C# is Microsoft version of Java but with better tooling, more language features and limited cross platform support. Very much like Java, C# is a solid choice, it’s a flexible language with a performing runtime, lots of skilled developers but unlike Java, it doesn’t run as well on other platforms than Windows. Thanks to mono and .NET Core, C# is becoming more popular outside of the Windows ecosystem and is the de facto language of Unity. Recommendation: unless you have very specific needs, I probably wouldn’t choose C# as server side programming language but would use it for Unity or Xamarin projects, especially if you have previous experience with C#.
https://www.python.org/ Free and open source by Guido van Rossum.
Python is the standard scripting language these days and while the community is still having issues migrating developers from v2 to v3, it’s the default language of data scientists and machine learning developers for which no other programming languages comes close to having the same quality of libraries. Recommendation: stick to what Python is best at: data science and ML.
https://www.ruby-lang.org Free and open source by Yukihiro Matsumoto.
Ruby can be considered a more flexible/dynamic version of Python. As a language, it isn’t very popular outside of the Rails framework and became very popular at the same time as Rails in the web 2.0 boom. While not as popular as it once was, it’s found in many companies with legacy Ruby code or Rails applications. Recommendation: use when Rails makes sense.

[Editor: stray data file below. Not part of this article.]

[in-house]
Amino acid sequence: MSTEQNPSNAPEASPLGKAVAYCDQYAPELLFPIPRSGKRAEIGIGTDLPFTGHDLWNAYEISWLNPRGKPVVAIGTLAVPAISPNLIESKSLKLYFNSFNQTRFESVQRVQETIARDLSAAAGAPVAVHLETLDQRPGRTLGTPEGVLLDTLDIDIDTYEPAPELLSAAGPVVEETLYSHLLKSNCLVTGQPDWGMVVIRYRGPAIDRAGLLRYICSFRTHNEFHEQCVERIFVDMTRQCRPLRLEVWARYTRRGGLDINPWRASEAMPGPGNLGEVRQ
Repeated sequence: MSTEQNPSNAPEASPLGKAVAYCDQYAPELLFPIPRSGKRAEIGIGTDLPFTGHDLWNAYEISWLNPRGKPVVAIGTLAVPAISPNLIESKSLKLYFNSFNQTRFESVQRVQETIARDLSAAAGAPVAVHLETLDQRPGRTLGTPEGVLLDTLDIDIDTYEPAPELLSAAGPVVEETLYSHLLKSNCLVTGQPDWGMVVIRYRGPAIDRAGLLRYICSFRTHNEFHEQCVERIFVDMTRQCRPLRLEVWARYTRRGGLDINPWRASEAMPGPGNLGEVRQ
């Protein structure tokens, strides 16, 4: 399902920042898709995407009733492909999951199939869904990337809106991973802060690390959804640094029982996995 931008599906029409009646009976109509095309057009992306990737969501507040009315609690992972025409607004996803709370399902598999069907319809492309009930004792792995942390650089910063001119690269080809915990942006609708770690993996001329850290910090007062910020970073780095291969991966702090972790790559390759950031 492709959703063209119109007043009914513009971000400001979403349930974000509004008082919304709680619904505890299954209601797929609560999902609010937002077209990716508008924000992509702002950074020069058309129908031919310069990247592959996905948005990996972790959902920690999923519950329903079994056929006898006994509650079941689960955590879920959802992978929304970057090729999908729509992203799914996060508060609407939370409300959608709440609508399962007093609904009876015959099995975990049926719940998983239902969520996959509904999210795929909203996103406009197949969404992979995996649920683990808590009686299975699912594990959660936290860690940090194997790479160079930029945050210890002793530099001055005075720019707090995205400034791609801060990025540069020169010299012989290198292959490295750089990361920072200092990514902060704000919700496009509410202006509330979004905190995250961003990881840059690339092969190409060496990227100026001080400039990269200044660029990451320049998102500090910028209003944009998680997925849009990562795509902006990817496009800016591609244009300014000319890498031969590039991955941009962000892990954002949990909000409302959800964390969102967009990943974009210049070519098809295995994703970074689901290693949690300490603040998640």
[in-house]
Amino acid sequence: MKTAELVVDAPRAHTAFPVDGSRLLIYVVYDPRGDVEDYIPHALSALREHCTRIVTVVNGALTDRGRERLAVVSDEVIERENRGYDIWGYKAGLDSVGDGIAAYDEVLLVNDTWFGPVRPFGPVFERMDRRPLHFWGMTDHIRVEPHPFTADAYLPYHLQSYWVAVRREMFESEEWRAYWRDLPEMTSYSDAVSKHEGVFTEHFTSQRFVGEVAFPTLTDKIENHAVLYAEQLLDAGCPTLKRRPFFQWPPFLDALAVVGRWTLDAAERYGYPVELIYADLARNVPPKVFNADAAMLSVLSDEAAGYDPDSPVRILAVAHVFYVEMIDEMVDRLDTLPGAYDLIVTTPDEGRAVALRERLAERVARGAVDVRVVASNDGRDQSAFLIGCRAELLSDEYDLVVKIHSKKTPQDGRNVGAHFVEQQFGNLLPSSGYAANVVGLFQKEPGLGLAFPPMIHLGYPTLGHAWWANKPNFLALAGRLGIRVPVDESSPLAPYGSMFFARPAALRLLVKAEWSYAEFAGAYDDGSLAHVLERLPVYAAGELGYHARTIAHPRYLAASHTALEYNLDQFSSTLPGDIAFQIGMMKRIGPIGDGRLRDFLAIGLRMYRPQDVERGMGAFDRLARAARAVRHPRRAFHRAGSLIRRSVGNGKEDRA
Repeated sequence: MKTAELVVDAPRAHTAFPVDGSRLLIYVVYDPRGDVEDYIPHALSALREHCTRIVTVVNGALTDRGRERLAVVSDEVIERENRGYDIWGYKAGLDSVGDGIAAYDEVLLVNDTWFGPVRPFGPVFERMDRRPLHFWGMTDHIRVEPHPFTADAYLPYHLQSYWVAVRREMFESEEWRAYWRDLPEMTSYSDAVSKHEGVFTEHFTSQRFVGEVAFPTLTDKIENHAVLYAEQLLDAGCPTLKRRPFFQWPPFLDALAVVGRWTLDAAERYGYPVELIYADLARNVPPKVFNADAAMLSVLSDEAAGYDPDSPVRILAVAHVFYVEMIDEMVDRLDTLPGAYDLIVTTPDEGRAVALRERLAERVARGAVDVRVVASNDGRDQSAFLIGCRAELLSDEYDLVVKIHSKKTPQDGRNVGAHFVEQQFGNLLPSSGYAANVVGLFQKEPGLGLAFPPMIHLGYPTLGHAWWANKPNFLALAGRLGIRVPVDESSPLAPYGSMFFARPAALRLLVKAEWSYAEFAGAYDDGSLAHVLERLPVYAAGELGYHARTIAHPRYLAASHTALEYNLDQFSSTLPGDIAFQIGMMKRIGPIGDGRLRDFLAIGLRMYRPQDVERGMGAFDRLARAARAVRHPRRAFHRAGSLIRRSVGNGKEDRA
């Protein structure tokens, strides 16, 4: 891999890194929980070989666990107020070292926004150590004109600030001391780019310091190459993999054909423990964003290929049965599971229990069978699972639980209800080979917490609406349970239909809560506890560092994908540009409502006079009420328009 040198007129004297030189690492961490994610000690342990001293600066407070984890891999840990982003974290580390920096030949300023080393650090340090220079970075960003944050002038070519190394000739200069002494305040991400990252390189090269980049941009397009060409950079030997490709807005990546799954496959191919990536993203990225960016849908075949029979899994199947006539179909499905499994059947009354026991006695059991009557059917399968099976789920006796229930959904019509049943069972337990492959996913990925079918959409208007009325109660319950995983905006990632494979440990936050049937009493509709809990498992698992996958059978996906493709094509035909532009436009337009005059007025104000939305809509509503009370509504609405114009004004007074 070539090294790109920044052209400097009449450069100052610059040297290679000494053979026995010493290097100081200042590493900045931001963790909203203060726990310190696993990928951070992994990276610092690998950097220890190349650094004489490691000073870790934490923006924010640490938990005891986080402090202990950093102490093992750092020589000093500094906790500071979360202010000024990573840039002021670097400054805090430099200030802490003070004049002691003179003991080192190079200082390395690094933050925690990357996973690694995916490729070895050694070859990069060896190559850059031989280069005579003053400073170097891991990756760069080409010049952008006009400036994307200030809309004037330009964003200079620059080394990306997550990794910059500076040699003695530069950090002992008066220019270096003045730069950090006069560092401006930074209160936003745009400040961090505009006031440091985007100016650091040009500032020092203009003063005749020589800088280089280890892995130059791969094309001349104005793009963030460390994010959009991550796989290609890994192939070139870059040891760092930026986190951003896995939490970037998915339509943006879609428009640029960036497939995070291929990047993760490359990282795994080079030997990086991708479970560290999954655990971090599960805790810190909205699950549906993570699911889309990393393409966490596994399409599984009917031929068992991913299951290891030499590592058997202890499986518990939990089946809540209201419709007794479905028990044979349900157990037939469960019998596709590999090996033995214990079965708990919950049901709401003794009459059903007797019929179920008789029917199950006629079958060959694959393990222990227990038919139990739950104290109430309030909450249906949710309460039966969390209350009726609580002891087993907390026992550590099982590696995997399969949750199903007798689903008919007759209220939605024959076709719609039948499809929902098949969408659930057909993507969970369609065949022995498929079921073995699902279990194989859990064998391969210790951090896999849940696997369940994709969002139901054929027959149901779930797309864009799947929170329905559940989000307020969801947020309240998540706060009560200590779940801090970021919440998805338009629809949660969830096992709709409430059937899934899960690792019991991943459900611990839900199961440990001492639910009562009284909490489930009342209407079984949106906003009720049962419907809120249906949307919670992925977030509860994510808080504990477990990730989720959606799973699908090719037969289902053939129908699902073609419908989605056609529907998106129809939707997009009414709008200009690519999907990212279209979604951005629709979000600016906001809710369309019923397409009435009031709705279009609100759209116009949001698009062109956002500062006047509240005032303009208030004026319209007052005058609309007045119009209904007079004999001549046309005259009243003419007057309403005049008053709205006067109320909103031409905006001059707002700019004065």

Hot takes on less safe choices
Rust: if Go is supposed to be an alternative to C, Rust is an alternative to C++. Very powerful system language especially to write safer low level code, but challenging to learn. Recommendation: only use for low level or embedded programs.
Swift: great replacement for Objective-C, fine language but stuck on the Apple ecosystem. Recommendation: use if you are focusing on native and Apple first.
Kotlin: was a promising language when Android started supporting it making it a viable Java replacement but now Google is moving to Flutter/Dart for Fuschia and mobile dev, I’m less excited about this language that sometimes feels a bit overly engineered. Recommendation: stick to writing Android apps with Kotlin and only if you are focusing on native (server side Kotlin is fine but sticking to modern Java would be a safer bet).
Scala: I tried, but nobody seems to agree on how good Scala should look like. Fascinating academic language that took a big hit when Twitter switched from Scala to Java. Recommendation: pick an alternative language.
Clojure: I loved the idea of writing Scheme/Lisp on top of the JVM then I realized I wasn’t smart enough to track the state/shape of the values through the processing chain. Process a big chunk of data to only realize 4 hours later than the data half way through the pipe wasn’t what you expected. Recommendation: learn for fun, pick an alternative language for a professional project.
Elixir: very interesting language on top of Erlang/OTP, it captivated the interest of early Ruby developers but didn’t become a standard, stayed niche and isn’t backed by a big name. Recommendation: play with it because it’s a great language and a fun web framework (Phoenix), but consider an alternative language for a professional project.
PHP: unless you work at Facebook, pick an alternative language.